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Abstract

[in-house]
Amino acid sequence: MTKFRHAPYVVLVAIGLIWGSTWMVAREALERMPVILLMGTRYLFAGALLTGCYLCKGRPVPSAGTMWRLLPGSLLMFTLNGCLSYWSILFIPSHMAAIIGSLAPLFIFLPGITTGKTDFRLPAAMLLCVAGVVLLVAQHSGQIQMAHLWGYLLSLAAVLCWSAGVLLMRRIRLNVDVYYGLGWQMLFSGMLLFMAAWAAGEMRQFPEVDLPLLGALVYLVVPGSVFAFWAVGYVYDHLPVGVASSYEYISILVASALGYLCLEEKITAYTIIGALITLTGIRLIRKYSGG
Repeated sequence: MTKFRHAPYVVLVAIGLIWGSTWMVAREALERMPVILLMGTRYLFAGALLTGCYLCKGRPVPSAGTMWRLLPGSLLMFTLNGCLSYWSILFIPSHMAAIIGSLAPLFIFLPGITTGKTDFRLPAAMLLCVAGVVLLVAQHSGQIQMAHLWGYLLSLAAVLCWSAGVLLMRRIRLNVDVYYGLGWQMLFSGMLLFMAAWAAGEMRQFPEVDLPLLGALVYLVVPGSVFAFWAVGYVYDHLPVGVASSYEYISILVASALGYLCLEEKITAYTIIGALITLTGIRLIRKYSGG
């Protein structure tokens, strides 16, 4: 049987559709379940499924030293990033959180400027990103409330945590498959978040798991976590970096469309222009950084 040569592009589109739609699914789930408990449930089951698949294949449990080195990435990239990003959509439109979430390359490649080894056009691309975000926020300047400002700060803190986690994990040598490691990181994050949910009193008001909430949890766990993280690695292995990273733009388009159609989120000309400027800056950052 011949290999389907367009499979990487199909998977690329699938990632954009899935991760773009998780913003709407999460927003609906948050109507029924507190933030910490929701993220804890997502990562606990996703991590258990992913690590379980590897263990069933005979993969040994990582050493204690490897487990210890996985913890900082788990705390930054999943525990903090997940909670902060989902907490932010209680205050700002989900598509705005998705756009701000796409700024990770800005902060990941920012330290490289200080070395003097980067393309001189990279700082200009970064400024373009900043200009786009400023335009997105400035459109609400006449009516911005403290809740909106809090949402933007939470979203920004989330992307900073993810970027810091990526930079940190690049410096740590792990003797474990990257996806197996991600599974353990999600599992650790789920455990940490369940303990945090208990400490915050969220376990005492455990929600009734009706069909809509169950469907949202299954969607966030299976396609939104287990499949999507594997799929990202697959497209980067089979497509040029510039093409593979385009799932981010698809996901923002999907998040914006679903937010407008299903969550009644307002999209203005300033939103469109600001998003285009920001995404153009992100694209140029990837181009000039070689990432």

The micro- and macrostructural changes occurring in multi-layered substrates during three-dimensional forming were studied by atomic force microscopy (AFM), scanning electron microscopy (SEM) and optical analyses. Particular attention was paid to heat-induced deformations at the interface between of polymeric coating layer and the paperboard. With excessive heat transfer, occasional delamination of polyethylene terephthalate (PET) coating from the paperboard was observed. The mechanism behind delamination was studied in detail in-situ with an AFM at temperatures relevant to the converting process. Based on the analysis, the delamination could partially be linked to the widening of the initially-existing nano-scale cracks at the coating-paperboard interface due to the high temperature, rigid and less adhesive PET crystallites close to the paperboard layer, and the emergence of fissures and tensile stresses in the coating. SEM images also revealed severe macro-scale delamination in the paperboard matrix after forming. However, the results were somewhat conflicting, since optical and machine vision analyses showed indisputably that both the visual quality and the dimensional accuracy of formed trays were better at the higher forming temperature.

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